The liberal case for the need to champion social services

As has become obvious to anyone who has read a newspaper or watched a news channel over the past 5 years, the NHS is straining under the weight of demand. With accident and emergency departments swamped, critical staffing levels and insufficient number of beds the national health provider is struggling to provide the excellent level of care that it is famed for. Alongside this, within the social services sector a perfect storm of an aging population, increased numbers of people living with long-term conditions, squeezed local authority budgets, discrepancies between the fees paid by private clients and local councils, high staff turnover and increased overhead costs has meant that for both systems the current situation is completely unsustainable.[Care Management Matters, September 2015, p 24]

While the government has already committed to increased spending on the NHS by £10bn per year in real terms by 2020/21 social care falls under the budget of local services and so they will continue to wither on the vine. As mentioned in a previous article, ‘Why we should care about Care’ both services work hand-in-hand, and a true integration could see money saved, lives improved and pressure reduced on both the NHS and local councils and their social services. 

Just as mental health must be treated in the same manner as we treat physical health, social services must be treated in the same manner as health services. As with mental health, ongoing social services needs and care within the community are often overlooked or perform badly in the result-based systems that funding-justifications rely upon because they can’t be easily quantified. While the costs of fixing a broken leg can be quantified in terms of staffing costs for A&E, cast material costs, rental of crutches and physiotherapy costs, the long-term costs for someone coping with a psychological illness are near impossible to calculate due to the nature of the cost-variables they present.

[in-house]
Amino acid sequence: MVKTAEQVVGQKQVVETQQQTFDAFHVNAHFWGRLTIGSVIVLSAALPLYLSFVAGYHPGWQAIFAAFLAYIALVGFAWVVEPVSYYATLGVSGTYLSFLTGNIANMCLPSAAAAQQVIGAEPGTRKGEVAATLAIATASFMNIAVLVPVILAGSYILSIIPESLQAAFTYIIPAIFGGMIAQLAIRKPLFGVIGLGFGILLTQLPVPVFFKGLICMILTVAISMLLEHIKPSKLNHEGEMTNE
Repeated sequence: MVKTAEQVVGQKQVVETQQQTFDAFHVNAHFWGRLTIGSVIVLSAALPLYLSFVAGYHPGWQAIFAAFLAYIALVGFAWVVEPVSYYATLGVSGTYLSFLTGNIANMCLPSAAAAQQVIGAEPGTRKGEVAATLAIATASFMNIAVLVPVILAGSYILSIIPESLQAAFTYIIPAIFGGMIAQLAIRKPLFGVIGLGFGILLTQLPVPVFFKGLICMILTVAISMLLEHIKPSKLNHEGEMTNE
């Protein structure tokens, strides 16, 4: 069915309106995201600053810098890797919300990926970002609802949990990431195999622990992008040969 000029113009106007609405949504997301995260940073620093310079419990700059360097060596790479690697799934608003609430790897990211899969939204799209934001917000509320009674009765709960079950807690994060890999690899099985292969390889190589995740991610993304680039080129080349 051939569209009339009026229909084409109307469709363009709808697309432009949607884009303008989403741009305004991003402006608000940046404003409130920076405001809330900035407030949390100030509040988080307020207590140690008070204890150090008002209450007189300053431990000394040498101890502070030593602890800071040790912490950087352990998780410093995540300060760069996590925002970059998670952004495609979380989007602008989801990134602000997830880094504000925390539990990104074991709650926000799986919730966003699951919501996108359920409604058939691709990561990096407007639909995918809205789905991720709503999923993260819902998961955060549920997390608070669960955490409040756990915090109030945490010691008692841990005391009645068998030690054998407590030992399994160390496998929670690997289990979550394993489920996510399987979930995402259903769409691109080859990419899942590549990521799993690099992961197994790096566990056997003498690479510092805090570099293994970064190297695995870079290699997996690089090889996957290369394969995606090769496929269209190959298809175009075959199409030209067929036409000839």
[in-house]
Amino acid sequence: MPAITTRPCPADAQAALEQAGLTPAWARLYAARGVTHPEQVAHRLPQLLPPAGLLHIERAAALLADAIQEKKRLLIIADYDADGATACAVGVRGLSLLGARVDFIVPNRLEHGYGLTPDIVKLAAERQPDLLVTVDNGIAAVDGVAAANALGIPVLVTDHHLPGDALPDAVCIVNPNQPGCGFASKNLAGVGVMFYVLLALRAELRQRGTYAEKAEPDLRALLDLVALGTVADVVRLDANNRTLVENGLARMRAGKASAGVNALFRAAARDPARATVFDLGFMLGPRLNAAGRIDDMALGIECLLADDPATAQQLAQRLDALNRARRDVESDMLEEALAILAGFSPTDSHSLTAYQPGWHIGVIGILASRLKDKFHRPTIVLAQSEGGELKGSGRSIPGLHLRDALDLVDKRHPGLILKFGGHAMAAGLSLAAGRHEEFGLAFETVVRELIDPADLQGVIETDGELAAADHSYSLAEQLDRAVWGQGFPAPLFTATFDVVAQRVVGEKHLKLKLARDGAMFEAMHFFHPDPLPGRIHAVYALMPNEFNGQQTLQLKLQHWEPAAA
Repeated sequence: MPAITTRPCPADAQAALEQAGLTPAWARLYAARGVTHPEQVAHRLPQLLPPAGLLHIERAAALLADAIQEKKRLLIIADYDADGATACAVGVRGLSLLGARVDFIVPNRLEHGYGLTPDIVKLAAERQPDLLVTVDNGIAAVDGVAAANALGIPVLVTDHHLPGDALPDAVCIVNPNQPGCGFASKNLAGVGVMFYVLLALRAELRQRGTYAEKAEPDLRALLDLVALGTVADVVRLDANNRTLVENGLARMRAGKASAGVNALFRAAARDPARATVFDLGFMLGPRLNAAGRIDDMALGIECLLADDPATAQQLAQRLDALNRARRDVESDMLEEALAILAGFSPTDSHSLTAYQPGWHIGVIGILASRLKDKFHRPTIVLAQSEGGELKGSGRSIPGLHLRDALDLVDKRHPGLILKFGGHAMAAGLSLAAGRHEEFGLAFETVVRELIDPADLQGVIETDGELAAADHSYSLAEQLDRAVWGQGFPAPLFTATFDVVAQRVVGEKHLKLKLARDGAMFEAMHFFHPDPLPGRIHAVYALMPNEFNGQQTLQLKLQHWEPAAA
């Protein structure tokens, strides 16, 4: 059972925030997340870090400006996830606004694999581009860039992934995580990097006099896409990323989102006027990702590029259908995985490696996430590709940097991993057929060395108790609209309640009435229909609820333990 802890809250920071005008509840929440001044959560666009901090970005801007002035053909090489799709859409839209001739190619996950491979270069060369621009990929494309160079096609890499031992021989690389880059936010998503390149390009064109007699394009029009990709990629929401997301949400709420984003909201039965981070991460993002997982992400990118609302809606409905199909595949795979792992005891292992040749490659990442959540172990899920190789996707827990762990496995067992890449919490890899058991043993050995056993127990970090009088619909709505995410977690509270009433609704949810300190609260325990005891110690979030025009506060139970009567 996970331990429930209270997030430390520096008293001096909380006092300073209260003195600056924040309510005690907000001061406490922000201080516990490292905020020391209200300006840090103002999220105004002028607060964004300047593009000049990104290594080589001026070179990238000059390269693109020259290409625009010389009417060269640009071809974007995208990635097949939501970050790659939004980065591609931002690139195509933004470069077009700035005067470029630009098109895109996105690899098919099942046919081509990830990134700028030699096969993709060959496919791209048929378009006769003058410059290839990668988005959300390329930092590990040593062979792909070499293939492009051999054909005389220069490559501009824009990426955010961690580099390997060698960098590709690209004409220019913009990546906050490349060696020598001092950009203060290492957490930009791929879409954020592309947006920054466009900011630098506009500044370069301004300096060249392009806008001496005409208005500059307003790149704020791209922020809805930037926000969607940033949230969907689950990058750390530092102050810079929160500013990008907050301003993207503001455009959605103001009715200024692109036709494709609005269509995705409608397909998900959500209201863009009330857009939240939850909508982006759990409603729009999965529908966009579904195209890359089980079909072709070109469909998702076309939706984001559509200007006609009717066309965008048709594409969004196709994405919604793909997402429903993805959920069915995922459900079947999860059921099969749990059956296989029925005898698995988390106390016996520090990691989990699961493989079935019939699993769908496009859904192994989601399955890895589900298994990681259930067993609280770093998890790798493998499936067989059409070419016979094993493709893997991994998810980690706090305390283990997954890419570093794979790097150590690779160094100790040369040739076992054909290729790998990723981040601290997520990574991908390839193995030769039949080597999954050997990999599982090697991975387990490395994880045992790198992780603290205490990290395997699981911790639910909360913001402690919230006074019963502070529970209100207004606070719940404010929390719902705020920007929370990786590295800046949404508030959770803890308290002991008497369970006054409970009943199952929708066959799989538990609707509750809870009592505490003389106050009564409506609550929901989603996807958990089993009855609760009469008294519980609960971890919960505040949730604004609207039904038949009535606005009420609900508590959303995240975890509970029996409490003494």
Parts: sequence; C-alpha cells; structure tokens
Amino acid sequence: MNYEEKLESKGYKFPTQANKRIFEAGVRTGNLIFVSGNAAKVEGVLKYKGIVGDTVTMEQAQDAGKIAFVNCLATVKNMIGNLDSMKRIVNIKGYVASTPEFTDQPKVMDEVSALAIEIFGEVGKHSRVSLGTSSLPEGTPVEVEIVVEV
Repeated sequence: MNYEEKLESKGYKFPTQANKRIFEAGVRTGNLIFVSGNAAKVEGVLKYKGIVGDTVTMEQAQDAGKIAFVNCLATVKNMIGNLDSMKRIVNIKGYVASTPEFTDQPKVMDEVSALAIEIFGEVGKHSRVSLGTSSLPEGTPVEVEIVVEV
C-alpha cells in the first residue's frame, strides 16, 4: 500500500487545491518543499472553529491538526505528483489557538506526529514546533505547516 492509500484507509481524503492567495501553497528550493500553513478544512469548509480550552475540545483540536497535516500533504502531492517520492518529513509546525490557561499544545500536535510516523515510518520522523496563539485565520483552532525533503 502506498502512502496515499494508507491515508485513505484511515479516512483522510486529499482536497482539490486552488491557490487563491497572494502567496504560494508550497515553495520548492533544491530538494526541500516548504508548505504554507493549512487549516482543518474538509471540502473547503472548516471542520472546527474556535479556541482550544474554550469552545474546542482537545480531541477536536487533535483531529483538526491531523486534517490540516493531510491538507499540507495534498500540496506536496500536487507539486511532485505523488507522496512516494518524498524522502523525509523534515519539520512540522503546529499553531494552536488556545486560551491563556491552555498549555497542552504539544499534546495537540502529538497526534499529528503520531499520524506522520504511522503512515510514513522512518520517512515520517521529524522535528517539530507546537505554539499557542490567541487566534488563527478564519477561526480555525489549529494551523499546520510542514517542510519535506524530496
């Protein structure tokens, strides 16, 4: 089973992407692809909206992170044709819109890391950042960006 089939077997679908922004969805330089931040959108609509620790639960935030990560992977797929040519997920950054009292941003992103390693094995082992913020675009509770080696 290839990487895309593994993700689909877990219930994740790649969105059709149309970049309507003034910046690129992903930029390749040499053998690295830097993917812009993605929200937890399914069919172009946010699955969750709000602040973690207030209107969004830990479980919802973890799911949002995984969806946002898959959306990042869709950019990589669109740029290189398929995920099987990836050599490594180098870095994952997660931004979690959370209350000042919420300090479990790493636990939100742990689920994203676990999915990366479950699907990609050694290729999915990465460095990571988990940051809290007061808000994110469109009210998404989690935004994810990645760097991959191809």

As as a party we need to be the champion of social care and social services, not just because they are needed but because they present the clearest choice for the promotion of an individual’s long term liberty. Rather than side-lining patients whose problems can’t be fixed within a prescribed formula, increased care in the community and improved social services can allow for more personally-tailored care packages. Rather than after-care being conducted through follow-up appointments at hospitals or doctors surgeries, many can be undertaken within a person’s home – alleviating pressure on NHS services. It is not only the liberty of the patients who are effected but of the personal carers too. Our country relies on a silent army of them, many of them unpaid, who are currently averting the crisis the lack of resources in community care and in local social services will bring.

During the General Election campaign both Labour and the Conservatives were quick to back the needs to the NHS. Let the Liberal Democrats be the party that backs social services too.

* Ian Thomas is the pseudonym for a party member. His identity is known to the Lib Dem Voice editorial team.

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  • Social services as it is presently defined is perhaps an even more leaky bucket than the health service. I think it would be irresponsible for the Lib Dems to espouse undefined increases in funding to the present set up. A single health and social care service would seem to be a way forward but I wonder if it would fail because of the shear size of the organisation. I note that David Owen is somewhat pessimistic about the future of the NHS.